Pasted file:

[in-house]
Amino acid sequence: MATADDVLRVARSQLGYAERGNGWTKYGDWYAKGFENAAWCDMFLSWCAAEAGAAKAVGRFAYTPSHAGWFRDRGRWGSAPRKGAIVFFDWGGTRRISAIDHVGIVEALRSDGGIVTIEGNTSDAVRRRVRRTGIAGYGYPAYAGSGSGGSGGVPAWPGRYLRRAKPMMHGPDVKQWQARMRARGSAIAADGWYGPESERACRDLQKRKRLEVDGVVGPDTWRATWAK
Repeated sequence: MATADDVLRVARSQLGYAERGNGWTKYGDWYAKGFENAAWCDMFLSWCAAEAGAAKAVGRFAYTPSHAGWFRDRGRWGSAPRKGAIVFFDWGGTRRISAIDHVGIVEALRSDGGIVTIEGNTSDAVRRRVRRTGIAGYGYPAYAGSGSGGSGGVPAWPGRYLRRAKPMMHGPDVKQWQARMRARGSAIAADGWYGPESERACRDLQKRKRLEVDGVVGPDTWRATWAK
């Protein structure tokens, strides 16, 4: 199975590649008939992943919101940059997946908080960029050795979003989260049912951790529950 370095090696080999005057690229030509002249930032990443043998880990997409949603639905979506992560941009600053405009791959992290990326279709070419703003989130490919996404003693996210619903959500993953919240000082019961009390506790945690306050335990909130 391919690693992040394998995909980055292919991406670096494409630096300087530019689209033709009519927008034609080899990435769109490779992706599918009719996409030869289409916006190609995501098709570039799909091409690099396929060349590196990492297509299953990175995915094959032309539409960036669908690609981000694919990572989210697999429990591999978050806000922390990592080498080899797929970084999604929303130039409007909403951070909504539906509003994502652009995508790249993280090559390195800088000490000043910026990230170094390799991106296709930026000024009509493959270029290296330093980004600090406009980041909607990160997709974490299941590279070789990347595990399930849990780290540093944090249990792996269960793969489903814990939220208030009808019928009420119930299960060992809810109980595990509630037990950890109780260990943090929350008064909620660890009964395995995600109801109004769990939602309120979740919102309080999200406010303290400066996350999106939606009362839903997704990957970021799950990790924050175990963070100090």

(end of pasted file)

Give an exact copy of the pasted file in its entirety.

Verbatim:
[in-house]
Amino acid sequence: MATADDVLRVARSQLGYAERGNGWTKYGDWYAKGFENAAWCDMFLSWCAAEAGAAKAVGRFAYTPSHAGWFRDRGRWGSAPRKGAIVFFDWGGTRRISAIDHVGIVEALRSDGGIVTIEGNTSDAVRRRVRRTGIAGYGYPAYAGSGSGGSGGVPAWPGRYLRRAKPMMHGPDVKQWQARMRARGSAIAADGWYGPESERACRDLQKRKRLEVDGVVGPDTWRATWAK
Repeated sequence: MATADDVLRVARSQLGYAERGNGWTKYGDWYAKGFENAAWCDMFLSWCAAEAGAAKAVGRFAYTPSHAGWFRDRGRWGSAPRKGAIVFFDWGGTRRISAIDHVGIVEALRSDGGIVTIEGNTSDAVRRRVRRTGIAGYGYPAYAGSGSGGSGGVPAWPGRYLRRAKPMMHGPDVKQWQARMRARGSAIAADGWYGPESERACRDLQKRKRLEVDGVVGPDTWRATWAK
């Protein structure tokens, strides 16, 4: 199975590649008939992943919101940059997946908080960029050795979003989260049912951790529950 370095090696080999005057690229030509002249930032990443043998880990997409949603639905979506992560941009600053405009791959992290990326279709070419703003989130490919996404003693996210619903959500993953919240000082019961009390506790945690306050335990909130 391919690693992040394998995909980055292919991406670096494409630096300087530019689209033709009519927008034609080899990435769109490779992706599918009719996409030869289409916006190609995501098709570039799909091409690099396929060349590196990492297509299953990175995915094959032309539409960036669908690609981000694919990572989210697999429990591999978050806000922390990592080498080899797929970084999604929303130039409007909403951070909504539906509003994502652009995508790249993280090559390195800088000490000043910026990230170094390799991106296709930026000024009509493959270029290296330093980004600090406009980041909607990160997709974490299941590279070789990347595990399930849990780290540093944090249990792996269960793969489903814990939220208030009808019928009420119930299960060992809810109980595990509630037990950890109780260990943090929350008064909620660890009964395995995600109801109004769990939602309120979740919102309080999200406010303290400066996350999106939606009362839903997704990957970021799950990790924050175990963070100090």